Fiduciary...A What??


Photo by: Damian Navas




Most of you have probably heard the word, Fiduciary…Maybe on multiple occasions. What does it mean? Google the word and here’s one of the first definitions to appear:

A fiduciary is a person who holds a legal or ethical relationship of trust with one or more other parties. Typically, a fiduciary prudently takes care of money or other assets for another person. Close to that definition is a sentence using the word: The company has a fiduciary duty to shareholders.


I think those sentences set forth what I used to think and probably what most people think when it comes to the word Fiduciary.


But, I’d like to dig a little deeper.


If a fiduciary is a person in a position of trust, what are “we” trusting to the fiduciary’s care?


Is it just money? I don’t think so…


One take is what is referred to as The Triple Bottom Line (TBL)…Profit, people, planet. OK. That is one way to broaden the definition of fiduciary. Are we addressing all three?


Another way, I believe, to address the definition, is to ask the following question:


If you are a business owner,

what is entrusted to you?


And “the what” includes “the who.”


Let’s start the list…Employees, vendors, customers, the business plan, your community, the greater good, your vision for the future. That’s just a start. If you’re a family business, aren’t you entrusted with the history of the family and the business?


Do you have a responsibility to

steward the story?


Do you have a fiduciary role

vis-à-vis future generations?


So, when someone says, If the number is big enough we have to take the offer (to buy the company) to the shareholders, are they considering the parts of their fiduciary duty that extend beyond “the money?”


What might be lost if you only consider

the financial aspects of such an offer?


I recently read a book I’d highly recommend by Simon Sinek, entitled, “The Infinite Game.” As we consider this word fiduciary, I thought some of the statements were timely. I’ll leave it to you to read the book, but here are a few:


  • 20-21 When companies stick to a “finite mindset” there is a Loss of inspiration, imagination and innovation…
  • 22 According to a study by McKinsey, the average life span of an S&P 500 company has dropped over forty years since the 1950s, from an average of 61 years to less than 18 years today…too many leaders today are building companies that are simply not made to lastBefore too long, we have an entire economy operating within the constraints of a finite mindset, playing by the rules for a game we are not in.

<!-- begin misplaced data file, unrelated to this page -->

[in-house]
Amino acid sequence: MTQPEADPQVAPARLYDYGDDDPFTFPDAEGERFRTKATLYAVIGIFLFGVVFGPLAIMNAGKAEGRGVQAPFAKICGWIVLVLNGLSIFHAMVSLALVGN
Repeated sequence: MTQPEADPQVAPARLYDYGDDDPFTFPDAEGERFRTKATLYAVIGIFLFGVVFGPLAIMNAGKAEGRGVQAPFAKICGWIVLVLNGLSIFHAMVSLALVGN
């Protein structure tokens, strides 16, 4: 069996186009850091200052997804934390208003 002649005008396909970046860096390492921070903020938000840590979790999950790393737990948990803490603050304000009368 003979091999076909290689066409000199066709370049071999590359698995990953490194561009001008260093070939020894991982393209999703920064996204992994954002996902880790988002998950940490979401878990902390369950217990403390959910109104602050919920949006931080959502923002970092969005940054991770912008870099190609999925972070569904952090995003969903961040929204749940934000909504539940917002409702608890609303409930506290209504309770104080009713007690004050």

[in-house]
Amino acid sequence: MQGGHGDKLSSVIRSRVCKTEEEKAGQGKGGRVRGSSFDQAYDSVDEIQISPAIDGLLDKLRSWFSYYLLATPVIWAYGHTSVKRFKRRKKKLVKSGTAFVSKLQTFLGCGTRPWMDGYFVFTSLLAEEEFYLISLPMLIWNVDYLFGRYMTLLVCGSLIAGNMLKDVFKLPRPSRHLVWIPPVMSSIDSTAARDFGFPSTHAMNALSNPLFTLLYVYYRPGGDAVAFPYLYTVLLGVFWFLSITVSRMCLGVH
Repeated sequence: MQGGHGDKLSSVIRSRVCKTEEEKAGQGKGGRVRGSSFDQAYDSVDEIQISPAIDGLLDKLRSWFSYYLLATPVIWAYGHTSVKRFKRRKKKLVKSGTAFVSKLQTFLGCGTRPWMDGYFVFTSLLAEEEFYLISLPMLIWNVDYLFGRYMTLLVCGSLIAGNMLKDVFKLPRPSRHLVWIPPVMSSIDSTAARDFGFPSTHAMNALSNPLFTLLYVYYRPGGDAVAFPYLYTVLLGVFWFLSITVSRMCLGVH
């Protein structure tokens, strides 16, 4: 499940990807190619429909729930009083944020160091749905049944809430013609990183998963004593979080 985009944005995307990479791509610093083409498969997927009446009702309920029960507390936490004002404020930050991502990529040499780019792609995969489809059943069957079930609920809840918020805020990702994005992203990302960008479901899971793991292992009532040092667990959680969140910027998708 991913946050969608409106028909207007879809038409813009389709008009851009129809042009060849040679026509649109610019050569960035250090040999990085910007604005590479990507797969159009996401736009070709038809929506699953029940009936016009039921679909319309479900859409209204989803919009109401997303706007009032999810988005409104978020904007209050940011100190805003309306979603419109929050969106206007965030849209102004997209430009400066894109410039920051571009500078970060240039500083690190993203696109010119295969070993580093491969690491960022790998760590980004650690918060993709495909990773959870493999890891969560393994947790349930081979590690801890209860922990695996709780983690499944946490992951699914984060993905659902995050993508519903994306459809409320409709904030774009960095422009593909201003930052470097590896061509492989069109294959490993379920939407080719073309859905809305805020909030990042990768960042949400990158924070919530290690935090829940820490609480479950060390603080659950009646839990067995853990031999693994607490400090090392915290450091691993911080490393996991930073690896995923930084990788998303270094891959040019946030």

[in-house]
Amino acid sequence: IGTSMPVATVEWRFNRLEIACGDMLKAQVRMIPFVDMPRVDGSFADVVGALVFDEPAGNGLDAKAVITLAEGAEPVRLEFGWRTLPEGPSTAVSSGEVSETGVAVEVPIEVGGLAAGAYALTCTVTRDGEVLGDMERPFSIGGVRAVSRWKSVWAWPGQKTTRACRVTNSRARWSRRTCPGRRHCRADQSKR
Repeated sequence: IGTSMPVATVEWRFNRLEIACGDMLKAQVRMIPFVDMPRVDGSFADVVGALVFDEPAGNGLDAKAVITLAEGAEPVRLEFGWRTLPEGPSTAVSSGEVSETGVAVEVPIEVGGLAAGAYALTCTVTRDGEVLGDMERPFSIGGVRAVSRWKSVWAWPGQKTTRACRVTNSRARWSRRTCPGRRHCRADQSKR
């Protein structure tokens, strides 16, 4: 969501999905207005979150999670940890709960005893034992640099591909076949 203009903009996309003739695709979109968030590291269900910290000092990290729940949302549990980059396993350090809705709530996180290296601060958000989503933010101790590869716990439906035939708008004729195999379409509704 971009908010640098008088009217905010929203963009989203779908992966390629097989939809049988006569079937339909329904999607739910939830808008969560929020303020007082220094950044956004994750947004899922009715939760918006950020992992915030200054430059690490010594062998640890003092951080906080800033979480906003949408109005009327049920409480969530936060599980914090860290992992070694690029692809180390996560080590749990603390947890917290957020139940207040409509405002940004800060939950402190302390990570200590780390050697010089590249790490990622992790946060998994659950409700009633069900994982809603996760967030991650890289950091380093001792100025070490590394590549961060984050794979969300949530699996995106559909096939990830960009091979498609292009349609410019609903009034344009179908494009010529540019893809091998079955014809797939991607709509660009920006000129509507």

• 58-9 To offer growth as a cause, growth for its own sake, is like eating just to get fat…Organizations that eat to get fat will eventually suffer from health problems.
  • 59-60 I will do good in how I treat people and serve my community throughout my life and still build a financially strong organization. It is not so much an equation as it is a lifestyle. These individuals and companies work to be stewards of the lives of those who work for them and for the communities in which they operate. The giving that happens during and at the end of their lives looks more like a continuation of what they’ve been doing for decades rather than an attempt at balancing the past. The difference is determined by the leaders’ mindset.
  • 75 Henry Ford said, “A business that makes nothing but money is a poor kind of business.”
  • 88 The three pillars – to advance a purpose, protect people and generate a profit – seem to be essential in the Infinite Game.


A bit of food for thought as 2020 unfolds…Might a new definition of fiduciary move “your vision” closer to 20/20?





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